Towing capacity? You're covered, with the BT-50's towing rating being 750kg for an unbraked trailer and up to 3500kg for a braked trailer. Tow ball down load - when fitted with the genuine Mazda towing package - is 350kg across all variants.

Fuel consumption

Isuzu D-Max8/10

The official combined cycle fuel consumption figure varies depending on the transmission - but there’s not much in it.

The variance is between 7.7 litres and 8.0 litres per 100 kilometres, across the entire range of engine, transmission, body style and drivetrain configurations.

On test - in a pair of 4x4 automatic utes - we saw a real world consumption figure of 8.9L/100km, which is better than acceptable considering that included urban, highway, country road, gravel track and serious off-road driving.

Fuel tank capacity is 76 litres for all models. There is no long range fuel tank option.

The D-Max range is specced to Euro 5 emissions levels, with between 200g/km and 207g/km CO2 emissions. There is a diesel particulate filter as part of the powertrain, but no Adblue after treatment.

Wondering about a petrol, LPG, hybrid, plug-in hybrid or electric version of the D-Max? There’s not much on the radar just yet, but the brand has stated it wants to offer a hybrid and/or a downsized engine, if the market demands it. 


Mazda BT-508/10

Wondering how much fuel the new BT-50 will use? The official combined cycle fuel consumption figure varies slightly depending on the model you choose.

There's a span between 7.7 litres and 8.0 litres per 100 kilometres for diesel consumption across the entire range of engine, transmission, body style and drivetrain configurations. That's pretty good - the old BT-50 claimed 10.0L/100km for 4x4 3.2L auto dual cab models, so it's a marked improvement.

On test - in our 4x4 GT automatic - we saw a real world consumption figure of 8.9L/100km, which is better than acceptable considering that included urban, highway, country road, gravel track and serious off-road driving.

Fuel tank capacity is 76 litres for the BT-50, and there isn't a long range fuel tank option available.

All BT-50 models are specced to Euro 5 emissions levels, but the brand hasn't published the exact emissions of the variants (for reference, D-Max models run between 200g/km and 207g/km depending on the configuration). The BT-50 is fitted with a diesel particulate filter (DPF) but it has no Adblue after treatment.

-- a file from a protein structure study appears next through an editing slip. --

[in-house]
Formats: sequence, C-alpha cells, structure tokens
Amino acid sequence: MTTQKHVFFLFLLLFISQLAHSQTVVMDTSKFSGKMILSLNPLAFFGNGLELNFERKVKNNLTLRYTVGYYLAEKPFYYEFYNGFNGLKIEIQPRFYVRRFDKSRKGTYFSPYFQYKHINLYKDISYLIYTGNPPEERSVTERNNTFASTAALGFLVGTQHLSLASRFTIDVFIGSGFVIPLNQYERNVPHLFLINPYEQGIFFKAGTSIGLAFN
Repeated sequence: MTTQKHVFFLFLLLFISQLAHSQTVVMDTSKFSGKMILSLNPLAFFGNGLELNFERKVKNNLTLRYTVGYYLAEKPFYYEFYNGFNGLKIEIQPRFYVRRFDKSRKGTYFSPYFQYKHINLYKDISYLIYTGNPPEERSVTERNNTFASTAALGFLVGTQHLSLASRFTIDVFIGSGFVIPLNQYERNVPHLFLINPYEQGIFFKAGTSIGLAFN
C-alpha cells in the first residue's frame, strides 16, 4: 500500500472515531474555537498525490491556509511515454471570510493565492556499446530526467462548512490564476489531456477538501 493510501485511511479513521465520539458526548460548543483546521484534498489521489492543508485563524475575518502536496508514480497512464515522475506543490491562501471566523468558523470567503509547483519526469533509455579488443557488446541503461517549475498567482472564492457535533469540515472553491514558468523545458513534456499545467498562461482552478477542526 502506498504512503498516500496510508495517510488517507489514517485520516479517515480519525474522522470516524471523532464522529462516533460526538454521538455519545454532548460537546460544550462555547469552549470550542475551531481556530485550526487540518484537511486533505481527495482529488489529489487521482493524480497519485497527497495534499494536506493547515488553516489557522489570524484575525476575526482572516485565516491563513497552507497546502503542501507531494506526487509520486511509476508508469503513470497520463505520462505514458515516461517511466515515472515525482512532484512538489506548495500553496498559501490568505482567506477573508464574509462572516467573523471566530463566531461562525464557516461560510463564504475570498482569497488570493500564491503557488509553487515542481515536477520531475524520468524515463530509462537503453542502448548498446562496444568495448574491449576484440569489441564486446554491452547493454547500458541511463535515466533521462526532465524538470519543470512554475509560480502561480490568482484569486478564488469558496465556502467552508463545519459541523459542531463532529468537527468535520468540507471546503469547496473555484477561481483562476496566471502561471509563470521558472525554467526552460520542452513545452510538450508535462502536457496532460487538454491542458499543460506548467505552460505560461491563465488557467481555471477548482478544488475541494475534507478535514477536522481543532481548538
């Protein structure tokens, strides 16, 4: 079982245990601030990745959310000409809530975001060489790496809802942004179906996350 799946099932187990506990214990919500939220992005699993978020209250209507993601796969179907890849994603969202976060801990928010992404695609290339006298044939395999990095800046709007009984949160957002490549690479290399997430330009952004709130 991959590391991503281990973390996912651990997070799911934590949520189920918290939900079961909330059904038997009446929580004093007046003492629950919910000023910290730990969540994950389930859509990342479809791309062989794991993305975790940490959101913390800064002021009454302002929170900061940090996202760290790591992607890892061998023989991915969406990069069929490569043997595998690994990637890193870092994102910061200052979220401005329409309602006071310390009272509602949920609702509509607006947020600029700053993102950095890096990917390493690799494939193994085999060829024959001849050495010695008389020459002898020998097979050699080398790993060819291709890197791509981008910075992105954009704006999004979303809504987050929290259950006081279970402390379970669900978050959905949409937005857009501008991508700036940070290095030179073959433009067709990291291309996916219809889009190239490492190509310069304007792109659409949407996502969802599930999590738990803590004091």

You might be considering future BT-50s and whether there's potential for petrol, LPG, hybrid, plug-in hybrid or electric versions? Don't hold out hope… well, at least not for a few years.

Driving

Isuzu D-Max8/10

When a ute is a ute, it's hard to hide its ute-ness. That was evident in the previous generation version of the D-Max, and - truth be told - still is to a degree in the MU-X SUV.

But the new-generation D-Max is a big step up. It is not only more refined, it’s also easier to drive, more comfortable, and gutsier, too.

In our previous reviews of the D-Max the driving portion - on-road or off - has reflected that the company specialises in trucks. Big trucks. Ones that are more agricultural than amazing. But the new D-Max changes that.

During my time driving the new D-Max (and I had a palate cleansing experience in the existing MU-X between loans!), the thing I noticed most was the improved steering.

The old hydraulic system has been ditched in favour of an electric steering setup, which makes the action considerably lighter and more driver-friendly than it was before. No longer does it feel tractor-like - instead, you get an arm-friendly ease of twirling similar to the Ford Ranger, but still with plenty of feel and feedback through the wheel. 

The turning circle is still large at 12.5 metres, but it takes very little effort to perform three- or five-point turns in narrow streets, because the steering is so pliable.

The suspension in the two dual cab models I tested - the LS-U and X-Terrain - is set to be subtle and well sorted in most situations, but there are still some telltale signs of its hard-working origins. There are some jitters from the rear end without a load on board, but it’s not nearly as thumpy as the last model, and indeed is among the best utes in the segment for unladen ride comfort.

With its revised ladder frame chassis, three-leaf rear suspension and independent front suspension, the way the Isuzu team has chosen to tune the new D-Max is a big step forward. At the time of publication we haven’t had a chance to drive one of the D-Max models with the heavy duty suspension - that’s fitted to SX and LS-M models, and is no doubt stiffer for better load carrying ability - but you can rest assured we will cover that off in future reviews.

The engine isn’t as zesty or quiet as you might hope - the Ranger Bi-turbo and even the facelifted HiLux have sizeable advantages in four-cylinder-ute-land, but it still pulls with enough gusto to get away from a line with ease. There’s a fair bit of diesel engine noise, but it’s not nearly as loud as in the previous generation models.

The revised six-speed automatic offers smart, quick and mostly smooth shifts, though it can be a little eager to shift a lot at higher speed. The logic is trying to step between the higher gears to stay in its torque sweet spot - it’s just a bit more eager to use the gearbox than rely on rumbling along in a higher gear. No doubt that’s partly to help save fuel, too. 

The new Isuzu ute has driver aid like active lane keeping assistance, as it uses a camera system to monitor the road to ensure you keep in your lane and adjust the steering if you’re swaying. Plus the blind spot monitoring and rear cross traffic alert systems work really well, and proved handy both at open road speed and when pulling out of parking spots. 

Okay, that’s the on-road part taken care of. What about the off road review? We’ll dive deeper in an Adventure Guide review coming from Crafty soon, but here’s a quick rundown.